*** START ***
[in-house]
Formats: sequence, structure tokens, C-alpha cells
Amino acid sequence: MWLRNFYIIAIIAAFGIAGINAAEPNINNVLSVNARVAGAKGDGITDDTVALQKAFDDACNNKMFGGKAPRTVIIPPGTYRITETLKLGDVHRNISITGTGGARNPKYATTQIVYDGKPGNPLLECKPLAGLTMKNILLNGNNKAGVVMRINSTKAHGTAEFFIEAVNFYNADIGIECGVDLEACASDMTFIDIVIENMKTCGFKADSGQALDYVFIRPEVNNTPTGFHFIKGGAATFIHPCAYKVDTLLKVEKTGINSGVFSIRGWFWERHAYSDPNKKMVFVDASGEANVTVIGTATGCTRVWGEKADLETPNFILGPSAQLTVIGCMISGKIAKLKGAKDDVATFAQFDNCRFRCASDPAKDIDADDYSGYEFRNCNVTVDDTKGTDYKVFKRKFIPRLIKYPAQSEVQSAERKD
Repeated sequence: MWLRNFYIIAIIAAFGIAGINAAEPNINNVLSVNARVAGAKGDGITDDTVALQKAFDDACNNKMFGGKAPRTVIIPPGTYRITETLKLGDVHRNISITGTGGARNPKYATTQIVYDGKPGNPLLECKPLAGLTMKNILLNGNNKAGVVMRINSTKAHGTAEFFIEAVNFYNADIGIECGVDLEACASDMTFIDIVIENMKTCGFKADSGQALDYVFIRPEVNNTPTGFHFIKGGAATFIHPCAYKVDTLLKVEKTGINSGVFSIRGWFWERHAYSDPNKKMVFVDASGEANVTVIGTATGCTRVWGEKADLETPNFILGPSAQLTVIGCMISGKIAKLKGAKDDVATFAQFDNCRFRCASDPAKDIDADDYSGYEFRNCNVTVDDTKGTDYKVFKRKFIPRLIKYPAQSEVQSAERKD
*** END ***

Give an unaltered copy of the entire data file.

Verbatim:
[in-house]
Formats: sequence, structure tokens, C-alpha cells
Amino acid sequence: MWLRNFYIIAIIAAFGIAGINAAEPNINNVLSVNARVAGAKGDGITDDTVALQKAFDDACNNKMFGGKAPRTVIIPPGTYRITETLKLGDVHRNISITGTGGARNPKYATTQIVYDGKPGNPLLECKPLAGLTMKNILLNGNNKAGVVMRINSTKAHGTAEFFIEAVNFYNADIGIECGVDLEACASDMTFIDIVIENMKTCGFKADSGQALDYVFIRPEVNNTPTGFHFIKGGAATFIHPCAYKVDTLLKVEKTGINSGVFSIRGWFWERHAYSDPNKKMVFVDASGEANVTVIGTATGCTRVWGEKADLETPNFILGPSAQLTVIGCMISGKIAKLKGAKDDVATFAQFDNCRFRCASDPAKDIDADDYSGYEFRNCNVTVDDTKGTDYKVFKRKFIPRLIKYPAQSEVQSAERKD
Repeated sequence: MWLRNFYIIAIIAAFGIAGINAAEPNINNVLSVNARVAGAKGDGITDDTVALQKAFDDACNNKMFGGKAPRTVIIPPGTYRITETLKLGDVHRNISITGTGGARNPKYATTQIVYDGKPGNPLLECKPLAGLTMKNILLNGNNKAGVVMRINSTKAHGTAEFFIEAVNFYNADIGIECGVDLEACASDMTFIDIVIENMKTCGFKADSGQALDYVFIRPEVNNTPTGFHFIKGGAATFIHPCAYKVDTLLKVEKTGINSGVFSIRGWFWERHAYSDPNKKMVFVDASGEANVTVIGTATGCTRVWGEKADLETPNFILGPSAQLTVIGCMISGKIAKLKGAKDDVATFAQFDNCRFRCASDPAKDIDADDYSGYEFRNCNVTVDDTKGTDYKVFKRKFIPRLIKYPAQSEVQSAERKD